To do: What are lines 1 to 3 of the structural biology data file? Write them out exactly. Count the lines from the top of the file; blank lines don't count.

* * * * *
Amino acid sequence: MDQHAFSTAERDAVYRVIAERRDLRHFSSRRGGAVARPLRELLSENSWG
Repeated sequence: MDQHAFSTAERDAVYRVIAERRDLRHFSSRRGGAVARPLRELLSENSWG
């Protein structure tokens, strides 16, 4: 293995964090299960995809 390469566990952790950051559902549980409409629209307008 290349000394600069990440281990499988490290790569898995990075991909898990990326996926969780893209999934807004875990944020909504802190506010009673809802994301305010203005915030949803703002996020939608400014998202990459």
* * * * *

Amino acid sequence: MDQHAFSTAERDAVYRVIAERRDLRHFSSRRGGAVARPLRELLSENSWG
Repeated sequence: MDQHAFSTAERDAVYRVIAERRDLRHFSSRRGGAVARPLRELLSENSWG
């Protein structure tokens, strides 16, 4: 293995964090299960995809 390469566990952790950051559902549980409409629209307008 290349000394600069990440281990499988490290790569898995990075991909898990990326996926969780893209999934807004875990944020909504802190506010009673809802994301305010203005915030949803703002996020939608400014998202990459």